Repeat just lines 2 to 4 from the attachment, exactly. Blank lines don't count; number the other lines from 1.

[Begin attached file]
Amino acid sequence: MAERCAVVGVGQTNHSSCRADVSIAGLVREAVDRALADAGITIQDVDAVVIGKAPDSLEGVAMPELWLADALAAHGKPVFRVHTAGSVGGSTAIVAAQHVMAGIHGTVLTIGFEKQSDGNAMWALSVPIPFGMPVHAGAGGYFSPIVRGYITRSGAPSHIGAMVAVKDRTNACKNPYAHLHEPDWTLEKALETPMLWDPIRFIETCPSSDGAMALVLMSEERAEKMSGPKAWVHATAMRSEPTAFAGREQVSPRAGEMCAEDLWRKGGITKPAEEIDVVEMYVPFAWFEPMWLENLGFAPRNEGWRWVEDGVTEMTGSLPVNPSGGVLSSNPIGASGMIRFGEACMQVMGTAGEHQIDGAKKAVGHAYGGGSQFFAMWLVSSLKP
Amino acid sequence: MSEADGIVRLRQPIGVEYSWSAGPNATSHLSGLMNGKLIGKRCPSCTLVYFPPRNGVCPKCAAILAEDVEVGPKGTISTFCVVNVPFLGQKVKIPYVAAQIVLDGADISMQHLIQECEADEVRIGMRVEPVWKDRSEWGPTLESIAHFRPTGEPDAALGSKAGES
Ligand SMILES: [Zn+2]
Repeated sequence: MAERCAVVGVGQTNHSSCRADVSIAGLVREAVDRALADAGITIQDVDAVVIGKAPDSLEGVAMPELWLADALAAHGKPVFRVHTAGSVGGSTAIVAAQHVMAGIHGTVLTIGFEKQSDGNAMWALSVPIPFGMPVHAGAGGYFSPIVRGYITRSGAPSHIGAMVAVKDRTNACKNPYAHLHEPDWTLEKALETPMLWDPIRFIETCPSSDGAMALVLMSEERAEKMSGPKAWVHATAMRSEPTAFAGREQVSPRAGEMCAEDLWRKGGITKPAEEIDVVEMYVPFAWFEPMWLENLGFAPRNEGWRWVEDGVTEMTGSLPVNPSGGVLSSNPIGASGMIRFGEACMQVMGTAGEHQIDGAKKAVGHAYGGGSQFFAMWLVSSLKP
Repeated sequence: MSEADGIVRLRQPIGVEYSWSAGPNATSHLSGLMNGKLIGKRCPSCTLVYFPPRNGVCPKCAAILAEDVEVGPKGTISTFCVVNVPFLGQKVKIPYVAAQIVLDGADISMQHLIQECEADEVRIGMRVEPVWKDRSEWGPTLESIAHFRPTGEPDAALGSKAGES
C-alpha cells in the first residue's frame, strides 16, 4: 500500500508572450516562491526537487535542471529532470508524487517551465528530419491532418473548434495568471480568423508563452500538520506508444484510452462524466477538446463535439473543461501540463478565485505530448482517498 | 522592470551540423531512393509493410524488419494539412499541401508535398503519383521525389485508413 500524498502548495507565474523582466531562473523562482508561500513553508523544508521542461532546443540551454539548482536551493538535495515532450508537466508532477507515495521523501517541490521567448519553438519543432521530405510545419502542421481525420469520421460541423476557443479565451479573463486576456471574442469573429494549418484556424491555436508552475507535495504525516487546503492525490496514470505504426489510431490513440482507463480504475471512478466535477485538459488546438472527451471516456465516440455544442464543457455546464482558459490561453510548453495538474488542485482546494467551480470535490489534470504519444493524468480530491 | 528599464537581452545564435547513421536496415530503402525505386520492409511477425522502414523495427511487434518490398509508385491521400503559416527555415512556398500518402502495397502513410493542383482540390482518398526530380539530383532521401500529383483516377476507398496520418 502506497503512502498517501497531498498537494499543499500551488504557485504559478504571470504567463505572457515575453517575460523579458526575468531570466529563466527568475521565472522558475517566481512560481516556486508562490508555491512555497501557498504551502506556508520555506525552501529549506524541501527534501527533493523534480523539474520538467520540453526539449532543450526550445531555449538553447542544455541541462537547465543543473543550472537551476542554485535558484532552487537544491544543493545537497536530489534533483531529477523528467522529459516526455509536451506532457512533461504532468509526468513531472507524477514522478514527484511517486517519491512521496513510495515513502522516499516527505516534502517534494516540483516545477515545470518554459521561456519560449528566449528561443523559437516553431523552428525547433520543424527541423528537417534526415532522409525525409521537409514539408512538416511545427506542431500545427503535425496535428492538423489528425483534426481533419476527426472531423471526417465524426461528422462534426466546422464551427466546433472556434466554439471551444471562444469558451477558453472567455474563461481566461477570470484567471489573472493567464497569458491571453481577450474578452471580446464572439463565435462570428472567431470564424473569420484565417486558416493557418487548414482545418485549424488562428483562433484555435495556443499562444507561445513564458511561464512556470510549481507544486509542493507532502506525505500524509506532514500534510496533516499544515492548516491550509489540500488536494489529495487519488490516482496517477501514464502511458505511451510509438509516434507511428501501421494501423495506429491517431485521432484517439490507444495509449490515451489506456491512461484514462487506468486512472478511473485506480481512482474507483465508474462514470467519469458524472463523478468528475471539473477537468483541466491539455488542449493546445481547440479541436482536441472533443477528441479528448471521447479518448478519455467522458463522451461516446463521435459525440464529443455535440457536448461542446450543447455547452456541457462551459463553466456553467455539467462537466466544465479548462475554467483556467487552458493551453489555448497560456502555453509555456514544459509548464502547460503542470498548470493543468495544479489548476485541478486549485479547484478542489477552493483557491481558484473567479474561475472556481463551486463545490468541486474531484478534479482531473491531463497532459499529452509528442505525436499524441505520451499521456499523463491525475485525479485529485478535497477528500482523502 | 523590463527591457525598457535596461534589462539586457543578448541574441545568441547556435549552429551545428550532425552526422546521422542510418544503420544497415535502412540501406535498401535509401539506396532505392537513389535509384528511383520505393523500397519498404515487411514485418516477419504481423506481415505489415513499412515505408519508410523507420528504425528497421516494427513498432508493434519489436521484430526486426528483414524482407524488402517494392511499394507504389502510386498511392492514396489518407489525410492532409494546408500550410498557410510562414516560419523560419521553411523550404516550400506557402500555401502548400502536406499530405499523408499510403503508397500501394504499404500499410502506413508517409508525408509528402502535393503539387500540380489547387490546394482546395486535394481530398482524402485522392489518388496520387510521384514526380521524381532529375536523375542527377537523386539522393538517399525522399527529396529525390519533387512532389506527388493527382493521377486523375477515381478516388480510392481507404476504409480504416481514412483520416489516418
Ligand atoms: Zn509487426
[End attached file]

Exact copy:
Amino acid sequence: MSEADGIVRLRQPIGVEYSWSAGPNATSHLSGLMNGKLIGKRCPSCTLVYFPPRNGVCPKCAAILAEDVEVGPKGTISTFCVVNVPFLGQKVKIPYVAAQIVLDGADISMQHLIQECEADEVRIGMRVEPVWKDRSEWGPTLESIAHFRPTGEPDAALGSKAGES
Ligand SMILES: [Zn+2]
Repeated sequence: MAERCAVVGVGQTNHSSCRADVSIAGLVREAVDRALADAGITIQDVDAVVIGKAPDSLEGVAMPELWLADALAAHGKPVFRVHTAGSVGGSTAIVAAQHVMAGIHGTVLTIGFEKQSDGNAMWALSVPIPFGMPVHAGAGGYFSPIVRGYITRSGAPSHIGAMVAVKDRTNACKNPYAHLHEPDWTLEKALETPMLWDPIRFIETCPSSDGAMALVLMSEERAEKMSGPKAWVHATAMRSEPTAFAGREQVSPRAGEMCAEDLWRKGGITKPAEEIDVVEMYVPFAWFEPMWLENLGFAPRNEGWRWVEDGVTEMTGSLPVNPSGGVLSSNPIGASGMIRFGEACMQVMGTAGEHQIDGAKKAVGHAYGGGSQFFAMWLVSSLKP